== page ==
Mark reminds us that the clamor of the friends of the sick and diseased was so overwhelming that they brought their sick to the marketplace and begged Jesus to let the sick just touch the edge of his garment. All who did so were healed. We do no harm to the physical healing ministry of Jesus when we stress the more inclusive term "whole" or "wholeness." Jesus comes to make us whole in the total person. Jesus asked the crippled man by the pool of Bethsaida: "Would you be made whole?" As great as it is to be well in body, the greater miracle is to be whole in body, mind, and spirit.
Thomas Willadsen Mary Austin Christopher Keating Dean Feldmeyer Ron Love George Reed Bethany Peerbolte
For January 20, 2018:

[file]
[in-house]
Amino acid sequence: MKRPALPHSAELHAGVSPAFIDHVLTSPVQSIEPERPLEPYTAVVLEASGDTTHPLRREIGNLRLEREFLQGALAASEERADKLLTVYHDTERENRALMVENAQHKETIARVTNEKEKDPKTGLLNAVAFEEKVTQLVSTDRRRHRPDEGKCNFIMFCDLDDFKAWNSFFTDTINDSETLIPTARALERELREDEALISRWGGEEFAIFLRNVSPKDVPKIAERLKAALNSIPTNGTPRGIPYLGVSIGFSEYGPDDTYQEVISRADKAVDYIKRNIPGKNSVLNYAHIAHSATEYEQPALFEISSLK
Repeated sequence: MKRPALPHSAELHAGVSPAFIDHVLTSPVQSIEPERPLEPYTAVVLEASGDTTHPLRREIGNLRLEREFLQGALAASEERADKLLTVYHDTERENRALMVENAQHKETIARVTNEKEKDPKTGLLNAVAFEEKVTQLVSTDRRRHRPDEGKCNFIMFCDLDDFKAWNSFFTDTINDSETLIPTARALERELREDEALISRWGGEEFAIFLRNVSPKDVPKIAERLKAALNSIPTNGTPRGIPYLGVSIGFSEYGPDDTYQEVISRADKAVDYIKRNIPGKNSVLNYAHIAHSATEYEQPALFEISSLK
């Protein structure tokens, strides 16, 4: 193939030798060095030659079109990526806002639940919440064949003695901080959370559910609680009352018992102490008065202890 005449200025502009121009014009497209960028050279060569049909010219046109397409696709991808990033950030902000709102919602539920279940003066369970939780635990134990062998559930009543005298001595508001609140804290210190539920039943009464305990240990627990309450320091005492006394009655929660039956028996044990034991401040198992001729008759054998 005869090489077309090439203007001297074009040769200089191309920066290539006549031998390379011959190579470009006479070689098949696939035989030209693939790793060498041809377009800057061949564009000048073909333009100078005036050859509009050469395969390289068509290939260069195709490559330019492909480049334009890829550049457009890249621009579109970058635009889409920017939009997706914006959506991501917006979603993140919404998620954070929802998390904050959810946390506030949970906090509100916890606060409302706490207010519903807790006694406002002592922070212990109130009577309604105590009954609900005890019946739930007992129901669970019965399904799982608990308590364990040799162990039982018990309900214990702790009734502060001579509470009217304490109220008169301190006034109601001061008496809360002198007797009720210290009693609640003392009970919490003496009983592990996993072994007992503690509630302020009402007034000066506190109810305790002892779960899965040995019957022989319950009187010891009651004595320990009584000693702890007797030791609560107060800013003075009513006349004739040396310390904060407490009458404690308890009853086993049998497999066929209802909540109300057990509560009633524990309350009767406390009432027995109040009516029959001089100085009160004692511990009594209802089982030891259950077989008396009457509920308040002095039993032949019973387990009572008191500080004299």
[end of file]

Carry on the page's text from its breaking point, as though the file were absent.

God Activates by Tom Willadsen — Perhaps God wants us to delight in each other and in the magnitude and depth of divine love. Perhaps the Lord wants to activate our gifts of the Spirit, to use them for the common good.
We are all intimately connected as one body in Jesus. Isaiah celebrates our intimate union with our creator, describing us as the joyful bride of God. Though there had been alienation and rejection from both sides in the past, the prophet describes us as God’s delight. That connection is also emphasized in Paul’s oddly graphic description of church folks as body parts — we need each other because we are not a living, breathing body if we are somehow separated.
When Jesus visited a wedding at Cana in Galilee, he showed that human disappointments matter to him and that he would be prepared to redeem them. This is a story about a young girl's bitter disappointment when she became a bridesmaid.